I will refer from this point on to this certifying body as a "Consortium." It could involve either the government, a private group, or both working together.
The Consortium would need to establish standards of what would qualify as a truly safe indoor environment. For example, it could address: (1) Whether or not door (or other) handles which do not require hand use are installed; (2) Whether or not virucidal coatings are applied to all likely surfaces to be touched, such as door handles, countertops (where customers wait), card readers, thermostats, light switches, gas pump handles, shopping cart handles, door surfaces from waist to chest high (particularly in rest rooms), key pads, stylus devices for signing on a screen, table tops, parts of chairs, the containers used when going through a metal detector to hold metallic items, escalator "handles", cash registers, line barriers (velvet rope devices), bank drive-in pneumatic tube canisters, rest room sink handles, broom handles, water fountains, product scanners, etc.; (3) Whether or not negative ion generators, UVC light, Far UVC light or negative air flow (not discussed previously), alone (excluding negative air flow) or in combination, has been established at a level of intensity, with proper spacing, which would truly clean the air; (4) Whether or not additional devices not focused upon here (i.e., plexiglass) have been installed.
Once standards are established and an entity passes an inspection, they would be certified and obtain all the privileges, mainly public gratitude and respect, which would come with it. Customers would be more likely to patronize such a setting and employees would have greater morale.
Concurrent with the preceding would be a similar understanding with manufacturers of the types of items that would be used indoors, as discussed above. Here, the actual items or products would receive a certification.
Any certified entity would be subject to surprise, unannounced visits to confirm their continuing compliance.
Although the certification concept has focused on indoor environments and the special devices which would be used in such settings to reduce the risk of infection, a similar approach, involving only items suitable for virucidal coatings and commonly owned by individuals, could be pursued. The primary beneficiary would be individuals, in the form of their health. Some of the items of interest can commonly be seen brandished in indoor public settings, such as cell phones, credit cards, wallets/purses, and house/car keys. There should be a focus on these, because these are the items which a person will bring back home from the public settings they have visited. Then you have other things such as: car door handles (and various parts of car interiors), home mailboxes, door handles for consumer (home) use, food holders for work lunches and so forth. Again, such items would need to be reviewed by the Consortium before they can use a certification seal.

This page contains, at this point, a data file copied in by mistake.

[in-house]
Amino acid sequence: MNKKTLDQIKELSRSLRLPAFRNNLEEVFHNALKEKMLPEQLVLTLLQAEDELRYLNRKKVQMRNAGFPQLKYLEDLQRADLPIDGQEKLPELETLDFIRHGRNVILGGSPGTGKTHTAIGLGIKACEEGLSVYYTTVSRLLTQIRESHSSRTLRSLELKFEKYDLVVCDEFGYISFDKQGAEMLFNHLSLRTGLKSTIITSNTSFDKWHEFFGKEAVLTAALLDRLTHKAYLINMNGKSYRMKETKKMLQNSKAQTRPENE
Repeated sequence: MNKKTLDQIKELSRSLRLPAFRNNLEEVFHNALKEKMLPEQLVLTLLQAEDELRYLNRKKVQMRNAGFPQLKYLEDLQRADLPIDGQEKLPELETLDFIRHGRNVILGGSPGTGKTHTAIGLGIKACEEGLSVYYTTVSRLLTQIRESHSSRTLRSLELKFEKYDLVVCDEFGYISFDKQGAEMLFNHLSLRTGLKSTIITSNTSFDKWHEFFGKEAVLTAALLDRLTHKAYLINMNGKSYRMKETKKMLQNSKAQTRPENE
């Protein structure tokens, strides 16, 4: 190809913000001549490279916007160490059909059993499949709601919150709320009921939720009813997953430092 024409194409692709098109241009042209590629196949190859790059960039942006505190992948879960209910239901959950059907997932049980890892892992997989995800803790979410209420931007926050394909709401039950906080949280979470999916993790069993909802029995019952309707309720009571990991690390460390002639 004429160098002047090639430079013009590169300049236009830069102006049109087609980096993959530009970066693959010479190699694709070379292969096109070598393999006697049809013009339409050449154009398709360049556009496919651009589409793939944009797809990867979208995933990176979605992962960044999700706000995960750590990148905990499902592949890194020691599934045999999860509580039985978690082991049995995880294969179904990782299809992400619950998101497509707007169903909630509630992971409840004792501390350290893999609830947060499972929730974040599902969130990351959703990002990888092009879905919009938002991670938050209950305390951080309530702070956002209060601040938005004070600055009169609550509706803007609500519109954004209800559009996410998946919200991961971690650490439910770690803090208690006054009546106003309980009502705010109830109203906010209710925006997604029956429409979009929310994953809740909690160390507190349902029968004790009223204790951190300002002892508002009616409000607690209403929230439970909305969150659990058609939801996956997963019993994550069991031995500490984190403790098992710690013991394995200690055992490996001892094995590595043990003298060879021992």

Assuming that businesses, schools, stores, etc. are supportive of the concept, the matter of cost raises its head. One would think that the negative ion generators and light systems would be the most costly. Perhaps their manufacture and ready availability could be subsidized by the Federal government, in lieu of infrastructure spending which has often been discussed. Or, the devices could somehow be made available at cost. This is the aspect of the idea which presents the greatest burden. What would help would be studies by an impartial outside entity to determine what the true cost of a protective product is and what percentage would go beyond a reasonable profit into price gouging. It might be that the best product in one of the above-mentioned categories has a patent and, as a result, the manufacturer has an upper hand with regards to pricing. It should be impressed upon them that the establishment of a Consortium could bring them customers at a level far beyond what they could have expected otherwise. Perhaps that awareness could encourage them to be more open towards lower pricing.
Tax deductions for use of these devices could be considered. Or perhaps the Defense Production Act could come into play.
It is hoped that someone would be able to arrive at a proper solution concerning any price roadblocks.
Although not focused upon here, consideration should be given for requiring the above-discussed preventive measures be in place before future construction permits (for new commercial buildings) or business occupancy licenses are granted.
If a Consortium can be formed and a consensus reached on the various points as discussed above, we may start to see the gradual formation of indoor environments used by the public to acquire a considerable degree of protection from Covid-19 (if things are expedited) and any future pandemic. This, in turn, could greatly lower the need for any future shutdowns of the economy.